Dear Editor,

After decades of fear of hypoxia, it is now widely accepted that hyperoxia is deleterious too [1, 2]. This is the rationale for recent recommendations to target peripheral oxygen saturation (SpO2) ≤ 96% [3]. However, SpO2 monitoring may not be sufficient since elevated partial arterial oxygen pressure (PaO2) is not recognized once SpO2 ≥ 98%, indeed, critically ill patients may spend as much as 60% of the time with hyperoxia [4]. The oxygen reserve index (ORI), measured non-invasively by a pulse-oximeter, correlates to elevated PaO2 (for PaO2 > 80–100 mmHg [5]). We hypothesized that using ORI to set oxygen in critically ill patients would reduce the time with moderate hyperoxia (PaO2 ≥ 100 mmHg) compared to monitoring SpO2 (with upper limits) alone.

We randomized 150 adult patients, mechanically ventilated for a predictable duration ≥ 2 days to either ORI or control group (ClinicalTrial: NCT02878460; see esm). All the patients were monitored using Rainbow® pulse-oximeter sensors connected to ROOT monitors (MASIMO, USA). Nurses were instructed to decrease O2 rate when ORI was ≥ 0.01 (ORI group) or when SpO2 was ≥ prescribed upper limit (control group) (Supplementary Fig. 1e). Seventy-five patients were analyzed in the ORI group and 71 in the control group (Supplementary Fig. 2e). Patients in both groups were similar, except for the presence of shock at ICU admission (48 (64%) vs 32 (45%) in ORI and control groups, p = 0.022; Table 1e). Patients were most often admitted for urgent surgery and had frequent lung damage. The median duration of follow-up was similar (6 (2–13) vs 5 (2–16) days, p = 0.71). We analyzed 2455 arterial blood gasses, 1545 days and 36.929 h of oxygen therapy (medians 166 (56–306) vs 111 (40–396) h/patient for ORI and control groups, p = 0.58). ORI monitoring allowed a significant reduction in the percentage of days with hyperoxia (14 (0–33) vs 33 (11–56)% for ORI vs control, p = 0.003) without an increase in the percentage of days with hypoxia (Supplementary Fig. 3e). The percentage of time (in hours) spent with PaO2 ≥ 100 or ≥ 120 mmHg was also much lower using ORI (Table 1). We observed no statistically significant differences in mean daily PaO2 or FiO2, but the time spent with a FiO2 of 0.21 was greater in the ORI group (Table 1). There was no difference in any other clinical outcome.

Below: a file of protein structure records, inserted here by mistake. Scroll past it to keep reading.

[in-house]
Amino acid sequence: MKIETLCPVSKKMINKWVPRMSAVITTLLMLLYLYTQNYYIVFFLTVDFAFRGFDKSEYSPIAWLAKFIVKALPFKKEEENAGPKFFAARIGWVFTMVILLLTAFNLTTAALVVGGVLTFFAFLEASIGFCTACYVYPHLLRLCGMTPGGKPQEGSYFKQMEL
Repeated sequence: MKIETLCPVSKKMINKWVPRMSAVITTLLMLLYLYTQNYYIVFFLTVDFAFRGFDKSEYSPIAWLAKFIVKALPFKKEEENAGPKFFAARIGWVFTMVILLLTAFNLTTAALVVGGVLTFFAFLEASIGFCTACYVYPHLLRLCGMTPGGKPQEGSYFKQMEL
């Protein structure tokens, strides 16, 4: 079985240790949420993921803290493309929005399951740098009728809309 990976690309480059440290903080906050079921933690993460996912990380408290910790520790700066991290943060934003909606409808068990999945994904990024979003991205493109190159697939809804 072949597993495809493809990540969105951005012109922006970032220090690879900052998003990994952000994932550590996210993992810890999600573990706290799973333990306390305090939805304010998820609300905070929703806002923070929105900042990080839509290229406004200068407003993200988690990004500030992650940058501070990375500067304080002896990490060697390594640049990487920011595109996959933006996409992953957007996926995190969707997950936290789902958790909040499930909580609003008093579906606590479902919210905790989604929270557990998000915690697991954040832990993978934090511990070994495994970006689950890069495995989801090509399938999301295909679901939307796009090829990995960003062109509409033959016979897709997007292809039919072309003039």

Table 1 Main outcomes

The use of ORI monitoring to titrate oxygen rates allowed an important reduction of the time spent with hyperoxia compared with the use of SpO2 alone, probably because nurses are reluctant to decrease oxygen rates when SpO2 is in a normal range. A nurse-driven protocol to adjust FiO2 according to SpO2 was already in place in our unit, explaining why the percentage of time with hyperoxia we observed in the control group was much less than usually reported (30 vs 60%) [4]. This strategy to decrease oxygen rate according to ORI (which detects high PaO2) may thus be even more efficient in units where there is no protocol to adjust oxygen rates. SpO2 could remain a warning for hypoxia and ORI for hyperoxia. Larger studies are needed to evaluate the clinical benefit of this strategy.